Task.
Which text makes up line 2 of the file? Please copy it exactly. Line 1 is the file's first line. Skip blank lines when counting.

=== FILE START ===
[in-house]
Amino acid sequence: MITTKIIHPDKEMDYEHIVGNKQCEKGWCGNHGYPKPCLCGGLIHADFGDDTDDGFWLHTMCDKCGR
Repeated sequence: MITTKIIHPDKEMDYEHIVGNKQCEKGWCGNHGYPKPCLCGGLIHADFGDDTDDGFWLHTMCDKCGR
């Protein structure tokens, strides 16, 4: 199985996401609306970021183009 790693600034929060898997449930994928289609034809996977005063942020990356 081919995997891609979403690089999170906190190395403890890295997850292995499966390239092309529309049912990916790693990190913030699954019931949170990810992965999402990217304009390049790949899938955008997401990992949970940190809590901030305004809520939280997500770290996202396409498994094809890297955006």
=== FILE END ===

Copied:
Amino acid sequence: MITTKIIHPDKEMDYEHIVGNKQCEKGWCGNHGYPKPCLCGGLIHADFGDDTDDGFWLHTMCDKCGR